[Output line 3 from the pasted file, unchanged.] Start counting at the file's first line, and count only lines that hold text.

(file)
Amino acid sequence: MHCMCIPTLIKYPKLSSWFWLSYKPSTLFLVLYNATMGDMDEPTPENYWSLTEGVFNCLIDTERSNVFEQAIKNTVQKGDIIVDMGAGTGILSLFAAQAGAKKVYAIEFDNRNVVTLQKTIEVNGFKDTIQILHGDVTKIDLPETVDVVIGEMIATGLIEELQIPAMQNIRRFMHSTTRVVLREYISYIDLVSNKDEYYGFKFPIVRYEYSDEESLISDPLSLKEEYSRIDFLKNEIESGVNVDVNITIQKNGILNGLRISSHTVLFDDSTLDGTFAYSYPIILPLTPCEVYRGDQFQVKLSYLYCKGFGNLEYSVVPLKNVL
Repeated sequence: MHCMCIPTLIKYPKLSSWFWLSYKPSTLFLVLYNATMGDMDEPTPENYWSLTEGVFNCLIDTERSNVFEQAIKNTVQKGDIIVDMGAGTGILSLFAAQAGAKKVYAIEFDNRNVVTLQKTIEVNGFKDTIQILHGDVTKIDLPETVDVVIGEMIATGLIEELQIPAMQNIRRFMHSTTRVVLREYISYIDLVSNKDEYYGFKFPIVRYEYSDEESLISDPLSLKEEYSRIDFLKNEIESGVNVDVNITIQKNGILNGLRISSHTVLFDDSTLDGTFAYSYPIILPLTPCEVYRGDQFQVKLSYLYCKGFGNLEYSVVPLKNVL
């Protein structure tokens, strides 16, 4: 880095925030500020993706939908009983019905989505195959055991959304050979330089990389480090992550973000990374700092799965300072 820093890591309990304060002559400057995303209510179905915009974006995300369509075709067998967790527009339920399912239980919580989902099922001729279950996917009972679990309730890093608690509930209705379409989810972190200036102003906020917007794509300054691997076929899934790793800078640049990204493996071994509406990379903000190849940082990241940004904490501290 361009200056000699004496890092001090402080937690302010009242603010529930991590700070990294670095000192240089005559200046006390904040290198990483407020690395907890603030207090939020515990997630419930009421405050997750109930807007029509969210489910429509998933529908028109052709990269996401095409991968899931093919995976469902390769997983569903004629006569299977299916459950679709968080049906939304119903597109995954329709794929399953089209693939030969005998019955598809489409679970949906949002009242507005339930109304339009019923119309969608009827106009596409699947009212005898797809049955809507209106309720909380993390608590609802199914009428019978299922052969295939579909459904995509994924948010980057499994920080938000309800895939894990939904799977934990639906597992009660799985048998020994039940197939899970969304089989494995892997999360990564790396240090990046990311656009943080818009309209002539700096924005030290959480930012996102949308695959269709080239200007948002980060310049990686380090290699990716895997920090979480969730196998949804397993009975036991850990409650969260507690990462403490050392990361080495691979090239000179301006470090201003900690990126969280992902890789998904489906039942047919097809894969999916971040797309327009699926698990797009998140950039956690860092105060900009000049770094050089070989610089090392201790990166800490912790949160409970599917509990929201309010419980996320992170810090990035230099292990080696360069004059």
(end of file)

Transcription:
């Protein structure tokens, strides 16, 4: 880095925030500020993706939908009983019905989505195959055991959304050979330089990389480090992550973000990374700092799965300072 820093890591309990304060002559400057995303209510179905915009974006995300369509075709067998967790527009339920399912239980919580989902099922001729279950996917009972679990309730890093608690509930209705379409989810972190200036102003906020917007794509300054691997076929899934790793800078640049990204493996071994509406990379903000190849940082990241940004904490501290 361009200056000699004496890092001090402080937690302010009242603010529930991590700070990294670095000192240089005559200046006390904040290198990483407020690395907890603030207090939020515990997630419930009421405050997750109930807007029509969210489910429509998933529908028109052709990269996401095409991968899931093919995976469902390769997983569903004629006569299977299916459950679709968080049906939304119903597109995954329709794929399953089209693939030969005998019955598809489409679970949906949002009242507005339930109304339009019923119309969608009827106009596409699947009212005898797809049955809507209106309720909380993390608590609802199914009428019978299922052969295939579909459904995509994924948010980057499994920080938000309800895939894990939904799977934990639906597992009660799985048998020994039940197939899970969304089989494995892997999360990564790396240090990046990311656009943080818009309209002539700096924005030290959480930012996102949308695959269709080239200007948002980060310049990686380090290699990716895997920090979480969730196998949804397993009975036991850990409650969260507690990462403490050392990361080495691979090239000179301006470090201003900690990126969280992902890789998904489906039942047919097809894969999916971040797309327009699926698990797009998140950039956690860092105060900009000049770094050089070989610089090392201790990166800490912790949160409970599917509990929201309010419980996320992170810090990035230099292990080696360069004059």